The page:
Fails Of The Week: Glastonbury "Ice Ice Baby," Sony "No Beyonce On YouTube," Fat Mike The Peeing Clown And... Bono

If you're reading this, you're either on the Internet, or else you've mastered multi-dimensional thought-projection processes that would make Michio Kaku cry like a little girl. We'll assume the former, and just in case you don't already know, the Internet has decided that the word "failure" is too long by three letters. You are now only allowed to say that a failure is, in fact, a "fail," or else you have your Internet license revoked. All caught up? Great! Here are this week's most monumental fails from within the music community.

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Photo illustrations by John Seaborn Gray
We're Pretty Sure the Glastonbury Organizers Misunderstood...: Two years ago, Jay-Z was invited to play at England's Glastonbury Festival. Liam Gallagher (without whom it wouldn't be Fails of the Week) immediately realized he hadn't said anything bitchy to the English press in a couple days and promptly derided Jay-Z, saying that hip-hop wasn't welcome at what has traditionally been a rock festival. Jay-Z's response, of course, was his artfully-done mauling of Oasis' "Wonderwall" segueing into "99 Problems" to prove that, yes, hip-hop does have a place at Glastonbury.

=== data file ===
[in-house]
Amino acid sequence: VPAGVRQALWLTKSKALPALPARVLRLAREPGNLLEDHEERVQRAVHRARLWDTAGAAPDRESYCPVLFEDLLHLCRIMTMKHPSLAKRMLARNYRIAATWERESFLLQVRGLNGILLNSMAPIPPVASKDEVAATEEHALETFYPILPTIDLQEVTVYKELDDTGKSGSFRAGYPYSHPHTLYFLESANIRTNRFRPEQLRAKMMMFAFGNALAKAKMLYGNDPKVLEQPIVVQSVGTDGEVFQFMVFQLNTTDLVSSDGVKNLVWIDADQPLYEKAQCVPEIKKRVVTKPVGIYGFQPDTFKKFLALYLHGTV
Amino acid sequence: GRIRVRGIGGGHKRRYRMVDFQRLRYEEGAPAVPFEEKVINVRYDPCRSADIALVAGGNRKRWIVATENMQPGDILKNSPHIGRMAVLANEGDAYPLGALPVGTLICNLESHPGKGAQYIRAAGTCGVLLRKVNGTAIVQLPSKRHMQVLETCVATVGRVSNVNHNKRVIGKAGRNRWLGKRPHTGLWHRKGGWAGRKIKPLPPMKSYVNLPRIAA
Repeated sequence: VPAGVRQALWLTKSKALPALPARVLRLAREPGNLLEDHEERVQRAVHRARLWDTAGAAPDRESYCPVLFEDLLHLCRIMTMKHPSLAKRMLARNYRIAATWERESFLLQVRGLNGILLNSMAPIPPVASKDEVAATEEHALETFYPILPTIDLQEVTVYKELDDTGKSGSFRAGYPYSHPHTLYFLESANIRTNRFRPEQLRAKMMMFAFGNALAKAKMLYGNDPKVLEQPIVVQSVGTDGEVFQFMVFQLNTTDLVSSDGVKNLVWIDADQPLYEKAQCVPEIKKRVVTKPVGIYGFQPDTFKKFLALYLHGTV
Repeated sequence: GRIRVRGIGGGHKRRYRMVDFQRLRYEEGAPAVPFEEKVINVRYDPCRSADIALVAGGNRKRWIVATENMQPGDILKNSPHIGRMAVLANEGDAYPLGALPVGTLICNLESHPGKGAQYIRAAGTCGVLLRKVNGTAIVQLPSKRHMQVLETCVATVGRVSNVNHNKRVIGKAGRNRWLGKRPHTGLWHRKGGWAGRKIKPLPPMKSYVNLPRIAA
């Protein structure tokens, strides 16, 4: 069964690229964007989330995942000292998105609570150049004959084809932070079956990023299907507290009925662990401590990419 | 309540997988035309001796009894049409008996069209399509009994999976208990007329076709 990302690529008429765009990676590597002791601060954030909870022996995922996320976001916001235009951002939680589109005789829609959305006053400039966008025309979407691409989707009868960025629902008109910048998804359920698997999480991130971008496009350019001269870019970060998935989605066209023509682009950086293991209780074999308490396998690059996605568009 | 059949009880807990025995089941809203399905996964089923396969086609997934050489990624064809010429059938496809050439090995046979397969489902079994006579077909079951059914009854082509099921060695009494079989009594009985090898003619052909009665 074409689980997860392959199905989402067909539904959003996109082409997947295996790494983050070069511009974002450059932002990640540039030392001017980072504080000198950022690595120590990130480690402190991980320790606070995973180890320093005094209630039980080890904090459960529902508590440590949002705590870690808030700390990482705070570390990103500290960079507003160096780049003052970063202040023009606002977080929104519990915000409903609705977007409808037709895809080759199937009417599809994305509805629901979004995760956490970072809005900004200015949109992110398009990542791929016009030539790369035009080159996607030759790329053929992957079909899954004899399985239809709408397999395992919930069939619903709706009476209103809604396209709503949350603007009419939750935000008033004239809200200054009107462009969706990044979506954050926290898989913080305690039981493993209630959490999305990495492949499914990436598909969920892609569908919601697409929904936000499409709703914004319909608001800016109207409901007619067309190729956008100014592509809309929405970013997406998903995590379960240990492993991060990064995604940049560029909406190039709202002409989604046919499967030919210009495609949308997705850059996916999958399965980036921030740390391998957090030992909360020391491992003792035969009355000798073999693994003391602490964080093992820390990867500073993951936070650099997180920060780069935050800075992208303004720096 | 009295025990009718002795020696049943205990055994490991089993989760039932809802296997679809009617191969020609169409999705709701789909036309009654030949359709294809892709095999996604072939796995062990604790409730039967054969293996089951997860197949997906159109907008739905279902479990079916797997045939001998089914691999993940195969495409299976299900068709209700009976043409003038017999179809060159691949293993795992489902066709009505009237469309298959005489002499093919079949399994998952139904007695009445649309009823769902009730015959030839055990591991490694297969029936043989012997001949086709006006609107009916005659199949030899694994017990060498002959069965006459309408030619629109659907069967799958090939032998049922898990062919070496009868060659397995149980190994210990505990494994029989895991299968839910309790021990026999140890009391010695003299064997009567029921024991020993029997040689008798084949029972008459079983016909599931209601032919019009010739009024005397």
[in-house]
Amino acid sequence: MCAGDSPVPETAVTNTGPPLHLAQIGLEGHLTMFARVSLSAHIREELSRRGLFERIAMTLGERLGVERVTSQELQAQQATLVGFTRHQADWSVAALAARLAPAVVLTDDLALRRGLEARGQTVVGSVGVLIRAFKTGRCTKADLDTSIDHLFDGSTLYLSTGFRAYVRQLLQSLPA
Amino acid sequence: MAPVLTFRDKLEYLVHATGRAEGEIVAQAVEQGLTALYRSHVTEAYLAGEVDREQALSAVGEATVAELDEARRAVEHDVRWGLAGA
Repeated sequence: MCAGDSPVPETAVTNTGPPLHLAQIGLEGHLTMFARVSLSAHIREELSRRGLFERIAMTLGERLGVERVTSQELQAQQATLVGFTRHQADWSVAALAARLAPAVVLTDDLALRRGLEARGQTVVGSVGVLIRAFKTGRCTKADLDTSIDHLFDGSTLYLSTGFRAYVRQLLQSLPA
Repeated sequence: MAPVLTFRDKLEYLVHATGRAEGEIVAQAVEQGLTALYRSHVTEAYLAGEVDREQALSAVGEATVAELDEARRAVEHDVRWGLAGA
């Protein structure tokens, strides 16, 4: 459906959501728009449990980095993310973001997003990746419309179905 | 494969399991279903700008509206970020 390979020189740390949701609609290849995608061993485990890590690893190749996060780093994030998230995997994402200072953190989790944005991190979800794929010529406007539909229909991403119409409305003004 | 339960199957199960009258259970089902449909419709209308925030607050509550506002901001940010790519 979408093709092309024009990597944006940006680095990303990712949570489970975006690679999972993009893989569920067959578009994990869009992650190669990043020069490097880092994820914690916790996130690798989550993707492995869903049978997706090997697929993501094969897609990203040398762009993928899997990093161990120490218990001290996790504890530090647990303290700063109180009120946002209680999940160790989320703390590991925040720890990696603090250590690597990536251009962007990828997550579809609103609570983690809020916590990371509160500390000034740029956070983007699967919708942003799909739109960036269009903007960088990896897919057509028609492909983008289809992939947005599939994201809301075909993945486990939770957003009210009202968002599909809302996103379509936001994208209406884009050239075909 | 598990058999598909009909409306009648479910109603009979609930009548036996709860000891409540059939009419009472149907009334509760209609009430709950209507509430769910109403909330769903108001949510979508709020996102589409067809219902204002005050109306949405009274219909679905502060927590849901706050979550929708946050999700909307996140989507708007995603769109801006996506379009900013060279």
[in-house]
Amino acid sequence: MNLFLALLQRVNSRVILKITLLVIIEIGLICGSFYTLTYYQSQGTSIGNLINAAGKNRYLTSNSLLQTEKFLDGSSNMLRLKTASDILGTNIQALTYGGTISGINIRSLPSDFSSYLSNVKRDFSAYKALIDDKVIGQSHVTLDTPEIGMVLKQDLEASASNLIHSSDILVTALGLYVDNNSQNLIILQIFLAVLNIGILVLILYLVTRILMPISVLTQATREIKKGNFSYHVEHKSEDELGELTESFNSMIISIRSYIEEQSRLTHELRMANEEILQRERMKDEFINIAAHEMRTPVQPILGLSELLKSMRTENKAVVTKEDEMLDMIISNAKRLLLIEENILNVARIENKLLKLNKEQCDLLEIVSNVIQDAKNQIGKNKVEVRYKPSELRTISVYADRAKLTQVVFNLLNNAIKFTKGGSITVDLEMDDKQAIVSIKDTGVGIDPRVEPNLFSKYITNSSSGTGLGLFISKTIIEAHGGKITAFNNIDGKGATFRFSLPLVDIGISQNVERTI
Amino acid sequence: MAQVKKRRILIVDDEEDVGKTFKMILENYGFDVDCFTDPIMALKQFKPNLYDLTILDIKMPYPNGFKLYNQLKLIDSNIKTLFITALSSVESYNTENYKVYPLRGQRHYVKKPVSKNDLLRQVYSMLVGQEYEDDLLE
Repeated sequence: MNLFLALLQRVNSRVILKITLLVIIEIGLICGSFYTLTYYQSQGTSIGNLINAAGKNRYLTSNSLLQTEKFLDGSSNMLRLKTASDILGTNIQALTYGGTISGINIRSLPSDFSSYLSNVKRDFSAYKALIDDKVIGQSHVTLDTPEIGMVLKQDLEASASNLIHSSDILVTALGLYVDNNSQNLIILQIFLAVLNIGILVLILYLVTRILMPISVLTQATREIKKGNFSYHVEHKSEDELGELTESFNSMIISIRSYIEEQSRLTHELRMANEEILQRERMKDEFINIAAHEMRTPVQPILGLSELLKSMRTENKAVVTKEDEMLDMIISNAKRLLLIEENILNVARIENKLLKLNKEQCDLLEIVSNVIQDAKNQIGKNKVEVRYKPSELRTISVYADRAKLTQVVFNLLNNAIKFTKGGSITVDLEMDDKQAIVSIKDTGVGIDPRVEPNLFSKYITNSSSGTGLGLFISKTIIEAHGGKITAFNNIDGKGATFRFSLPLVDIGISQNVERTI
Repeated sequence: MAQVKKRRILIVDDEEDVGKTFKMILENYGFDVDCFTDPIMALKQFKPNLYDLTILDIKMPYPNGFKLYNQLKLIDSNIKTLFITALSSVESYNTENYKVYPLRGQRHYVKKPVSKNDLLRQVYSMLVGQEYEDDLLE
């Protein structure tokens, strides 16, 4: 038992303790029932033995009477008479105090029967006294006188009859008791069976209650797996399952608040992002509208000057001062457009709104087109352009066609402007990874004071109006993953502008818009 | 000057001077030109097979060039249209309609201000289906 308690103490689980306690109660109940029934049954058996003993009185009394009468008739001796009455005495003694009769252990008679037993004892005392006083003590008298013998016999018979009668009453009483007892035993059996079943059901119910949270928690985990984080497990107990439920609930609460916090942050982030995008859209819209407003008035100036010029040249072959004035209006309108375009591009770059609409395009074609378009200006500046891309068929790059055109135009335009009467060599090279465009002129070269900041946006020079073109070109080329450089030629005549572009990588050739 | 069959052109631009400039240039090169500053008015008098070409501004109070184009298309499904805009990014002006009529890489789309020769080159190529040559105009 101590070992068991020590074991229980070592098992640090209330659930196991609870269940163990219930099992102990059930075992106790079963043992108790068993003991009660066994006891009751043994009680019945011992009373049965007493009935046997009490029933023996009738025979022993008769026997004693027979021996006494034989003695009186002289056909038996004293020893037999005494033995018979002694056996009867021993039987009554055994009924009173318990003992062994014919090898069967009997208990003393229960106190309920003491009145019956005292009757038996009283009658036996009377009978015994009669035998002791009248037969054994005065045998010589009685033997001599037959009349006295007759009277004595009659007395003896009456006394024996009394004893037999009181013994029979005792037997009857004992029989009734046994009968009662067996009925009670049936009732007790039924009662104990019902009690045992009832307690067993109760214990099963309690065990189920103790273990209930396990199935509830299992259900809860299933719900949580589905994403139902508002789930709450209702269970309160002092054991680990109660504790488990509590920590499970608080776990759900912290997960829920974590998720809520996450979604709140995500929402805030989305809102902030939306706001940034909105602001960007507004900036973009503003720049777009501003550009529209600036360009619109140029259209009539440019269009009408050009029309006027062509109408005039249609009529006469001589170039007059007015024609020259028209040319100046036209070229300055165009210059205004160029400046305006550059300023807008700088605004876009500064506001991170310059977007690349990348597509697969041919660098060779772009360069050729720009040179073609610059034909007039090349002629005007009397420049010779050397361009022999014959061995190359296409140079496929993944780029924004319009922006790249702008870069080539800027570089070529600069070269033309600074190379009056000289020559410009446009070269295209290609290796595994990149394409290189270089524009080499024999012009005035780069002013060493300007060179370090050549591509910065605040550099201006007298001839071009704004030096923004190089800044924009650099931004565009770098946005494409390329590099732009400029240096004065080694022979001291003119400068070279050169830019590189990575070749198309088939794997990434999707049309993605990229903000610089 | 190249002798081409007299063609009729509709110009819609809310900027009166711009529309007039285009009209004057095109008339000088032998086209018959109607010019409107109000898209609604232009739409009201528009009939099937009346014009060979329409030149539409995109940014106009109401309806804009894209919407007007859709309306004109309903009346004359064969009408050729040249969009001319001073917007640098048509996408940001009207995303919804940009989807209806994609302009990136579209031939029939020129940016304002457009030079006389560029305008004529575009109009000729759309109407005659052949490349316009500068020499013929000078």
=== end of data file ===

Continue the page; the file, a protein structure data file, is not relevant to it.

Well, the problem with breaking any kind of barrier is that it's not always going to be someone as great as Jay-Z who enjoys the benefits. Case in point: this year, Vanilla goddamn Ice will be playing the Glastonbury festival. Yeah, yeah, we all love "Ice Ice Baby," but let us not forget that Vanilla Ice was responsible for crimes against rap so vicious and sadistic we can't believe Amnesty International didn't intervene.

The man made MC Hammer look like Chuck D. Jay-Z must feel terrible about this. Imagine if you lobbied heavily for a local fine-dining establishment to allow people without black ties to dine there. Once the restaurant finally relents, the first beneficiary of your hard-fought battle through the door is John Wayne Gacy, who is dressed like a clown and immediately begins chasing children around the room. Suddenly you realize that the restaurant's bouncers lack the ability to distinguish between a normal, tie-less person and a raving, blood-smeared murderer.

Yes, Glastonbury, hip-hop does belong at your festival. GOOD hip-hop.

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Oh Yes, Clearly the Record Labels Are Just Here to Help the Artists: The flagging, endangered recording industry always defends itself by saying that without their bloated, aggressively litigious record labels, artists wouldn't receive enough exposure. Of course this means they hate the Internet like an old lady hates spiders.

They've been volleying attacks towards internet-based concerns with such panicked ferocity, that they often fail to notice their actions are in direct opposition with their stated purpose (which, keep in mind, is exposure for the artist). The most recent offender is Sony, who pulled down several videos on Beyonce's own YouTube channel. Videos of songs which Beyonce wrote and performed.

Nice! What a smart move! One of your biggest stars takes it upon herself to provide a place for fans to interact with her and enjoy her work, and Sony's response is a big ol' "SHUT UP, WHORE!" The sooner these irrelevant lawyer turds go extinct, the better.

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